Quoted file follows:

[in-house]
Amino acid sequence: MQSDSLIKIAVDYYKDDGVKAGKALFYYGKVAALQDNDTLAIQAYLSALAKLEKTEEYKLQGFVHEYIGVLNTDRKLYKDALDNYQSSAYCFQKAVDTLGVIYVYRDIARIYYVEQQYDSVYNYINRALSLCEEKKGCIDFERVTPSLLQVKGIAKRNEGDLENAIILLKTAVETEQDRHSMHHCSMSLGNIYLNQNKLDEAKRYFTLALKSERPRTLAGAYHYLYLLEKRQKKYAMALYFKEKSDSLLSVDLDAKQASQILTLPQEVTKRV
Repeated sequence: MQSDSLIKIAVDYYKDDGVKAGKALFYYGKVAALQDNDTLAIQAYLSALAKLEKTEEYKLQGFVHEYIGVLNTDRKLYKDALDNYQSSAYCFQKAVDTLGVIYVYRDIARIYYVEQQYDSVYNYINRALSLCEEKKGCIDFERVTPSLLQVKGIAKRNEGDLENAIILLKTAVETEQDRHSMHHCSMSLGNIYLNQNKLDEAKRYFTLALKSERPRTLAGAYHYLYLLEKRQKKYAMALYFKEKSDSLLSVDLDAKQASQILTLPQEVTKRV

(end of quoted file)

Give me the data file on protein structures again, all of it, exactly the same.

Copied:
[in-house]
Amino acid sequence: MQSDSLIKIAVDYYKDDGVKAGKALFYYGKVAALQDNDTLAIQAYLSALAKLEKTEEYKLQGFVHEYIGVLNTDRKLYKDALDNYQSSAYCFQKAVDTLGVIYVYRDIARIYYVEQQYDSVYNYINRALSLCEEKKGCIDFERVTPSLLQVKGIAKRNEGDLENAIILLKTAVETEQDRHSMHHCSMSLGNIYLNQNKLDEAKRYFTLALKSERPRTLAGAYHYLYLLEKRQKKYAMALYFKEKSDSLLSVDLDAKQASQILTLPQEVTKRV
Repeated sequence: MQSDSLIKIAVDYYKDDGVKAGKALFYYGKVAALQDNDTLAIQAYLSALAKLEKTEEYKLQGFVHEYIGVLNTDRKLYKDALDNYQSSAYCFQKAVDTLGVIYVYRDIARIYYVEQQYDSVYNYINRALSLCEEKKGCIDFERVTPSLLQVKGIAKRNEGDLENAIILLKTAVETEQDRHSMHHCSMSLGNIYLNQNKLDEAKRYFTLALKSERPRTLAGAYHYLYLLEKRQKKYAMALYFKEKSDSLLSVDLDAKQASQILTLPQEVTKRV